Tenancy agreements frequently asked questions
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- What types of tenancy agreement are there and how do I set one up?
- What can I do about breaches of the Residential Tenancies Act or the tenancy agreement?
- Who pays for water?
What types of tenancy agreement are there and how do I set one up?
There are four basic types of tenancy agreement. These are fixed-term tenancies, periodic tenancies, boarding house tenancies and service tenancies.
- Fixed-term tenancies are for a specific length of time and automatically become periodic tenancies upon expiry of the fixed term. They cannot be ended by notice during the term. To prevent the fixed term tenancy becoming a periodic tenancy either party may give notice to the other that they wish to end the tenancy at the end of the fixed term. That notice needs to be given no more than 90 days before and no less than 21 days before the expiry date.
- Periodic tenancies are ongoing tenancies of no fixed length that can be ended by giving notice.
- Service tenancies are related to a contract of service between the landlord as employer and the tenant as employee. A separate contract for the tenancy does not need to be drawn up in writing for there to be a service tenancy and rent may not have to be payable.
- Boarding house tenancies relate to a grant of exclusive rights of particular sleeping quarters and rights to shared use of facilities in a boarding house for a period of 28 days or more. A separate boarding house tenancy agreement should be entered and include a statement of any services provided by the landlord. The landlord must also give the tenant a copy of the house rules.
The type of contract agreed to between the landlord and the tenant should be clearly written on the tenancy agreement. If the tenancy is for a fixed term, the date that the tenancy ends or the period that it is to last for should be written in the tenancy agreement too.
All of the terms should be agreed to before the agreement is signed. Additional clauses may be added to a tenancy agreement as long as these are compliant with the Residential Tenancies Act and agreed by both parties. This means that the additional terms do not give effect to an unlawful purpose or ask a party to do something that they would not need to do under the Residential Tenancies Act.
Any amendments or variations to tenancy agreements after the tenancy has commenced must be made and agreed to in writing by all parties to the tenancy agreement.
For all tenancies a property inspection report should be completed and attached to the tenancy agreement and should be signed by both the landlord and tenant when it is completed. The report should list all of the chattels provided by the landlord for the use of the tenant and any facilities that are excluded from the tenancy, and outline the condition of the property and its facilities. Any damage or defects should be noted on the inspection report. The tenant pays for the supply of water incurred during the tenancy so the water meter reading at the beginning of the tenancy should be noted on the tenancy agreement. Tenancy agreements should be in writing but can still be enforced if they are verbal.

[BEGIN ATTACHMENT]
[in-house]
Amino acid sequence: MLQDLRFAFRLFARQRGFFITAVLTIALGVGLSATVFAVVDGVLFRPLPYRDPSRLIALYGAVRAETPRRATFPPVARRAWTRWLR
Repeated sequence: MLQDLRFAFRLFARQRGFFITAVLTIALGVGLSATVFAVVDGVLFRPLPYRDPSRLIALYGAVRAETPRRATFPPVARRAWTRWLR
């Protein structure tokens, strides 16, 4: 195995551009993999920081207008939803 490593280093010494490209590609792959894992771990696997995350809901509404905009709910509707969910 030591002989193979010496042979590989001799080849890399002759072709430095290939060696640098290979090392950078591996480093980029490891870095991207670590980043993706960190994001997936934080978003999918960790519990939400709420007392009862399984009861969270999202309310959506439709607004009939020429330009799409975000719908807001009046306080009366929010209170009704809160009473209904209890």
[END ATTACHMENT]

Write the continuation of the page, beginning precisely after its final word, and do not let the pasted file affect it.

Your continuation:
Boarding house tenancy agreements must state a phone number the landlord can be contacted on at any reasonable time. If there is a manager other than the landlord, the manager’s contact details must also be included.
The boarding house tenancy agreement records the room number to which the tenancy relates, whether that boarding room is shared with other tenants and, if so, the maximum number occupying the room. It should also record any services the landlord is providing as part of the tenancy. The landlord also needs to give the tenant a copy of any house rules.
For detailed information about setting up, completing, amending or understanding tenancy agreements, phone us on 0800 83 62 62.
Read more about tenancy agreements and boarding house tenancy agreements in the sections of our site for landlords and tenants.
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What can I do about breaches of the Residential Tenancies Act or the tenancy agreement?
Where the tenant or landlord has breached the tenancy agreement or the Act, and the breach is capable of remedy, the affected party may give to the other a notice to remedy the breach and allow a reasonable timeframe for them to remedy the breach. For breaches that are not serious and urgent, this is normally a period of 14 days in addition to time allowed for serving the notice.
For breaches that are not capable of remedy or that are serious (e.g. the tenant being at least 21 days in arrears, or the tenant assaulting the landlord) or when a notice to remedy has been served and has not been complied with, an application can be made to the Tenancy Tribunal for an order to address the breach and may include an order terminating the tenancy.
The Tenancy Tribunal can award compensation or order work to be done up to a value of $50,000.
See Forms and Information for template letters giving 14 days’ notice to remedy a breach.
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Who pays for water?
The tenant is responsible for outgoings that are exclusively attributable to that tenant’s occupation of the premises (or a room in a boarding house). This includes electricity, gas, phone and metered water.
Read the Information Sheet on Water charges - Who pays?
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